| fields - Computer dvc host
    | where isnull('dest_nt_host') OR 'dest_nt_host'==""
    -------------------------------------------
    | where isnotnull('dest_nt_host') OR NOT 'dest_nt_host'==""
    
  8. Iterate and adjust your search as needed. This requires a little bit of art and a little bit of science, depending on the dataset and your needs, but usually involves the following tasks:
    • Find, combine, extract, and normalize fields and values.
    • Keep getting rid of fields that aren’t really helpful.
    • Start to look at fields with 90% coverage, then 50%.
    index=<index name> sourcetype=XmlWinEventLog:Microsoft-Windows-Sysmon/Operational 
    | fields - date* time*pos index source sourcetype splunk_server linecount punct tag tag::eventtype eventtype vendor_product
    | fields - EventChannel EventID Keywords Level Opcode Task Version
    | fields - TimeCreated UtcTime
    | rename dvc_nt_host AS dest_nt_host
    | rex field=dvc "[\w\d]\.(?<dest_nt_domain>.*)$"
    | fields - Computer dvc host
    | fields - dest_nt_host dest_nt_domain
    | table action direction EventCode EventDescription process RecordID SecurityID signature signature_id
    | table EventCode EventDescription signature signature_id
    
  9. When you are finished, clean up your search so you end up with a usable base search. To do so, you will need to:
    • Combine commands.
    • Sort commands.
    • Remove commands.
    • Table remaining fields with the most important data to the left:
      • timestamp
      • system generating event
      • type of event
      • outcome of event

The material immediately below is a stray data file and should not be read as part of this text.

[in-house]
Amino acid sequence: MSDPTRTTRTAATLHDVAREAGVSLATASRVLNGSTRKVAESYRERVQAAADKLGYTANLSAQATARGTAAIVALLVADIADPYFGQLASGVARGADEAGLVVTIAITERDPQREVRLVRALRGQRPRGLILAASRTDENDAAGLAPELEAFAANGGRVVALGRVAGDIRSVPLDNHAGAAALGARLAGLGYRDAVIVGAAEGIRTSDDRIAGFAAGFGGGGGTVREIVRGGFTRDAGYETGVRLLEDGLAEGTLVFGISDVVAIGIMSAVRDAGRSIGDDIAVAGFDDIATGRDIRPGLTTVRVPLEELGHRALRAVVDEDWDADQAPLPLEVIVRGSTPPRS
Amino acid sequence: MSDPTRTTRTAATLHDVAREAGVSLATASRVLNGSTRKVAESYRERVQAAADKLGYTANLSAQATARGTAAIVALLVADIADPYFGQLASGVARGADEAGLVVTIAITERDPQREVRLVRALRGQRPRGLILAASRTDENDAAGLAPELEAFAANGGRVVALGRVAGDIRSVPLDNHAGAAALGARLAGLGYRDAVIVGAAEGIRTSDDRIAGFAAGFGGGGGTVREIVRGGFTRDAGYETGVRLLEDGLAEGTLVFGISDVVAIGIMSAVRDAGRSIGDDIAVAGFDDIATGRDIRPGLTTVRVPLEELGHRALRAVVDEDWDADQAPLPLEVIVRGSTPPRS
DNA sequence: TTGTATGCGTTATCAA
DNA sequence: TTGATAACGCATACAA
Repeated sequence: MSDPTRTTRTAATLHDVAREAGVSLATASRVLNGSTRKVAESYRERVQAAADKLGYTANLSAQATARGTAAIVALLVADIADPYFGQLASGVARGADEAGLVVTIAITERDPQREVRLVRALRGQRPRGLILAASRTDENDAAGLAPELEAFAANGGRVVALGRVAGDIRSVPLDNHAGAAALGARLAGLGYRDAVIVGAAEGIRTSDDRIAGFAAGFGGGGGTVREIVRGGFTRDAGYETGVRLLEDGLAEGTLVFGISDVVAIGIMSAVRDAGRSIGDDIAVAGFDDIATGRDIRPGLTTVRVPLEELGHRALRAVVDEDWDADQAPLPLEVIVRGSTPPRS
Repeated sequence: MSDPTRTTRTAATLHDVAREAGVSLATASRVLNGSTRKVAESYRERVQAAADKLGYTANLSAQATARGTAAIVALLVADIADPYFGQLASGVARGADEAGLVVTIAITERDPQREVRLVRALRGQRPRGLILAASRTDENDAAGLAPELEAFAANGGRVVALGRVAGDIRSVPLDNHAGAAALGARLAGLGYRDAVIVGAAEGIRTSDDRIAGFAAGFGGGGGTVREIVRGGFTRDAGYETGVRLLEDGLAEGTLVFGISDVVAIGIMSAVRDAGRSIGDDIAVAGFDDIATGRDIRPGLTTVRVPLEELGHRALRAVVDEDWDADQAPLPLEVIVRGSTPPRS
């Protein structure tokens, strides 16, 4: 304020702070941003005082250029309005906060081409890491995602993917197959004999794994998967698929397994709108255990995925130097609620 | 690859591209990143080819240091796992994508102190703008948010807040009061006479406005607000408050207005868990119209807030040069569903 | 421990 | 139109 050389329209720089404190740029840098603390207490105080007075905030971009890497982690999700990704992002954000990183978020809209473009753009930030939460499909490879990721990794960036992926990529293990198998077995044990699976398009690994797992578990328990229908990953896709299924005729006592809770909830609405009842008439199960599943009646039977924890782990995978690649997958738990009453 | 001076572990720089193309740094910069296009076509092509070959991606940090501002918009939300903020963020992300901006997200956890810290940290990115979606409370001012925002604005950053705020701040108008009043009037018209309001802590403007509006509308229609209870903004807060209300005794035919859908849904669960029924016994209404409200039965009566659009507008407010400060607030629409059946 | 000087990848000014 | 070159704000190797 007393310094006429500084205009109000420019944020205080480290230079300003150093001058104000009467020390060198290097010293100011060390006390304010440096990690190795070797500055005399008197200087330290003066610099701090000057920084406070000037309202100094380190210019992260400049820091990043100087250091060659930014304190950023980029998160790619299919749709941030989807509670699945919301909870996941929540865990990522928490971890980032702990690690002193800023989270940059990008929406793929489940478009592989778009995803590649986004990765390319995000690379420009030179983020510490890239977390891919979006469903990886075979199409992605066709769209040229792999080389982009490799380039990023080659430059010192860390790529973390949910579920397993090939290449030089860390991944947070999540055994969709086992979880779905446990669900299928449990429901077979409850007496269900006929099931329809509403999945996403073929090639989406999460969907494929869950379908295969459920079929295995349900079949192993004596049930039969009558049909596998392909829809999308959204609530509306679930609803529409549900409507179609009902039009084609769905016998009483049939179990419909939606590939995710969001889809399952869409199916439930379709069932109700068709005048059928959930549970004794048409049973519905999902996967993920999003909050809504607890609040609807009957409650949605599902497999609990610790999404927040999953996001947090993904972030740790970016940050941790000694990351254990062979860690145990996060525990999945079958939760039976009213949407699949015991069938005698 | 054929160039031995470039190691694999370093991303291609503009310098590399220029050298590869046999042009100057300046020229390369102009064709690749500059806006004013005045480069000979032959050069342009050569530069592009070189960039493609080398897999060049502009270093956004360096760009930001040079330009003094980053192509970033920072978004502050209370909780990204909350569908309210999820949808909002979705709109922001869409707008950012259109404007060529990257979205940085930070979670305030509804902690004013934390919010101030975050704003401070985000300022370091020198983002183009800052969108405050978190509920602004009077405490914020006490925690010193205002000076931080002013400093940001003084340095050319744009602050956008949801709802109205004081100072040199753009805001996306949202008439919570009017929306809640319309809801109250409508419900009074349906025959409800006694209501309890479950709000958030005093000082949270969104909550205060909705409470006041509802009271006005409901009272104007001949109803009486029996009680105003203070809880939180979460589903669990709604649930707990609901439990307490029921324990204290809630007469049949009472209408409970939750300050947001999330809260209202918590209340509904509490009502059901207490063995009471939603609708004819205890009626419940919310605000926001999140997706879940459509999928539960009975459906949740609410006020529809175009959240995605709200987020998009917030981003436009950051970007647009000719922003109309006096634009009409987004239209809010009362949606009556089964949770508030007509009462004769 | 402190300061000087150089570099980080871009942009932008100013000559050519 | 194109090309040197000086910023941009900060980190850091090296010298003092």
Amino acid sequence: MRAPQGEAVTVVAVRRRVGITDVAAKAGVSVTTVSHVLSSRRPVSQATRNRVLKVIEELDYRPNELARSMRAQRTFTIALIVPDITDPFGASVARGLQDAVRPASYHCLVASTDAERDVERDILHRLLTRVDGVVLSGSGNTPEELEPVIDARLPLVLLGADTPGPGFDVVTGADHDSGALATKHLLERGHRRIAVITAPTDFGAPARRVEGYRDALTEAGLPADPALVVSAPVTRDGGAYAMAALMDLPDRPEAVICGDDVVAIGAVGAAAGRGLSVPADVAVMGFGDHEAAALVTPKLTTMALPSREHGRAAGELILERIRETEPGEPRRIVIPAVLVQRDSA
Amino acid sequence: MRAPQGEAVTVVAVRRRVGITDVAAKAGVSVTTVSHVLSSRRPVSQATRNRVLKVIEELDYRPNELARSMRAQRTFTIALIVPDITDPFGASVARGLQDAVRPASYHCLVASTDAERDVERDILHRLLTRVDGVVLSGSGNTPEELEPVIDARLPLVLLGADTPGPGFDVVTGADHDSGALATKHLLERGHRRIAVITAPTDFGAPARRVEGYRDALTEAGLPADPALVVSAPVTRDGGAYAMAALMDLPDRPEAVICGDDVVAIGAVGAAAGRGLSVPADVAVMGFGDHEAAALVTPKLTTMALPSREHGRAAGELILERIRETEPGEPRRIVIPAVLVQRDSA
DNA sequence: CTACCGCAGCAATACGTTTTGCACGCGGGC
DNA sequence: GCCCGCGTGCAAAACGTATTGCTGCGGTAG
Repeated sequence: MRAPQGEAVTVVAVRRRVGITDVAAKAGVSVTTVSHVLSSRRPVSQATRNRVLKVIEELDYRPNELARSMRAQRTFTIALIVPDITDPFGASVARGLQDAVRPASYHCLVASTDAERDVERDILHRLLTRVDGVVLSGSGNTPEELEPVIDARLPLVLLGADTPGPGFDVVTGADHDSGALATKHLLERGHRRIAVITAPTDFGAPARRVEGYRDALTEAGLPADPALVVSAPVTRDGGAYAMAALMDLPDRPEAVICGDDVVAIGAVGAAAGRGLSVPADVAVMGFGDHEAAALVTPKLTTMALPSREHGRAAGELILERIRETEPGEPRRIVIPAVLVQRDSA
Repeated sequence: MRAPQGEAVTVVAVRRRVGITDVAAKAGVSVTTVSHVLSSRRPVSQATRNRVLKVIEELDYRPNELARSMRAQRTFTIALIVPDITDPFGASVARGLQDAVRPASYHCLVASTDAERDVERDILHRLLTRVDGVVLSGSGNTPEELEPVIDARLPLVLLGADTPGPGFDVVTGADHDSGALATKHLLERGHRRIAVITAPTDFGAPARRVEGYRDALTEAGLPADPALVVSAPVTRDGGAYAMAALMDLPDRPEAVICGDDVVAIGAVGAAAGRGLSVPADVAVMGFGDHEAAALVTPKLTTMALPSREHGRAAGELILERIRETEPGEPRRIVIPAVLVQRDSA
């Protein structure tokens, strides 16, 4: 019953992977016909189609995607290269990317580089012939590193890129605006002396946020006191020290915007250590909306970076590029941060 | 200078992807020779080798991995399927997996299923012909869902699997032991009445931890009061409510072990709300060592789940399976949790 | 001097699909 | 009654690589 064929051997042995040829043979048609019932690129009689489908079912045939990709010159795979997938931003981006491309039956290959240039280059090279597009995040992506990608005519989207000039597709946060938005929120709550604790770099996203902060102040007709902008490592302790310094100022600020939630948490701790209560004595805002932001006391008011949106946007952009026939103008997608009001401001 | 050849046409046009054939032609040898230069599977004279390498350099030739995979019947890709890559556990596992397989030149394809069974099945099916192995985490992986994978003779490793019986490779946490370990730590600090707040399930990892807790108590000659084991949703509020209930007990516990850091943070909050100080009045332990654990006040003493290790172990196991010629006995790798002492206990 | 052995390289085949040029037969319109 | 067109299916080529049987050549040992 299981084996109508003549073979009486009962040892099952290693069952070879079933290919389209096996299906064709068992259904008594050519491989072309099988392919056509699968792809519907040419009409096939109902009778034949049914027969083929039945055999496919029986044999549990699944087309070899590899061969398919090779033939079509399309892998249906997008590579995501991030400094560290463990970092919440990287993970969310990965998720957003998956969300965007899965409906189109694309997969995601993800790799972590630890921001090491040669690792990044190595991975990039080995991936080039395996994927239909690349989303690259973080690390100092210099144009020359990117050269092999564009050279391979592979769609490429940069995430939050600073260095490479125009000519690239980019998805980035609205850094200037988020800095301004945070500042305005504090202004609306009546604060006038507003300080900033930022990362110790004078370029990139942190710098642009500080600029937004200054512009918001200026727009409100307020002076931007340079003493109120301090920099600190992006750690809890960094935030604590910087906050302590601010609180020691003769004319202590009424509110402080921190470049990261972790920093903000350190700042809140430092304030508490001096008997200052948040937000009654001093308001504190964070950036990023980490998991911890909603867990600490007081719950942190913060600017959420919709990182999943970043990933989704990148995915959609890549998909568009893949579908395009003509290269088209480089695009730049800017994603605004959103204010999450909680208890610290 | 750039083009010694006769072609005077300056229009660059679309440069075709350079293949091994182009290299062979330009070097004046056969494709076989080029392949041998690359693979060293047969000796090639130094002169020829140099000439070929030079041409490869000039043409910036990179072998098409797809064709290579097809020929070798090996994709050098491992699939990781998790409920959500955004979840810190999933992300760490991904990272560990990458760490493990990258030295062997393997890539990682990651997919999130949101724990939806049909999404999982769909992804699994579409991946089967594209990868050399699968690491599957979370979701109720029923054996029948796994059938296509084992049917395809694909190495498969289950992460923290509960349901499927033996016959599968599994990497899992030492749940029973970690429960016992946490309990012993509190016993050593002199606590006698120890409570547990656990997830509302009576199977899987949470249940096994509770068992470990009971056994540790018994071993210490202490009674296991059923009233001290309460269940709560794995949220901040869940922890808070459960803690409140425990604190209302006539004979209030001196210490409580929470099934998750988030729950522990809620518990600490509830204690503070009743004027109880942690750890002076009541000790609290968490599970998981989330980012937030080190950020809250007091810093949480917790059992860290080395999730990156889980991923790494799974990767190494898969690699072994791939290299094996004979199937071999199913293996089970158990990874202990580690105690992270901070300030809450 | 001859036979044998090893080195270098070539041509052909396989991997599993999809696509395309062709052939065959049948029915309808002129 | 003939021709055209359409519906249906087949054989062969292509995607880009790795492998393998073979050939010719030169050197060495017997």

• remaining contextual information
    | rename dvc_nt_host AS dest_nt_host Initiated AS initiated ParentCommandLine AS parent_cmdline CurrentDirectory AS current_dir SHA256 AS sha256 Signature AS image_signature LogonId AS logon_id ImageLoaded AS image_loaded
    | rex field=dvc "[\w\d]\.(?<dest_nt_domain>.*)$"
    | eval src=mvdedup(mvsort(lower(mvappend('src','src_host','src_ip'))))
    | eval dest=mvdedup(mvsort(lower(mvappend('dest','dest_host','dest_ip'))))
    | eval process=if(isnull('app'),'process','app')
    | eval protocol=mvdedup(mvsort(lower(mvappend('protocol','SourcePortName','DestPortName'))))
    | table _time dvc signature_id signature process_id process direction user logon_id initiated src src_port protocol transport dest dest_port image_loaded image_signature current_dir parent_process_id parent_process parent_cmdline cmdline file_path sha256
    
  10. Validate your new base search.
    • Expand your time range.
    • Expand your data sample.
    • Do you have null or empty values?
    • Do any of your fields have unexpected values?
    • Is your regex still working for every event?
    | table _time dvc signature_id signature process_id process direction user logon_id initiated src src_port protocol transport dest dest_port image_loaded image_signature current_dir parent_process_id parent_process parent_cmdline cmdline file_path sha256
    | where isnull('field') OR 'field'==""
    -------------------------------------------
    | where isnotnull('field') OR NOT 'field'==""
    -------------------------------------------
    | stats values(*) as *
    
  11. Put the normalization into a props.conf and publish the base search for your end users, preferably using a macro.
    |`sysmonbasesearch`
    -------------------------------------------
    index=<index name> sourcetype=XmlWinEventLog:Microsoft-Windows-Sysmon/Operational
    | table _time dvc signature_id signature process_id process direction user logon_id initiated src src_port protocol transport dest dest_port image_loaded image_signature current_dir parent_process_id parent_process parent_cmdline cmdline file_path sha256

Next steps

The content in this guide comes from a .Conf21 breakout session, one of the thousands of Splunk resources available to help users succeed. In addition, these Splunk resources might help you understand and implement this use case: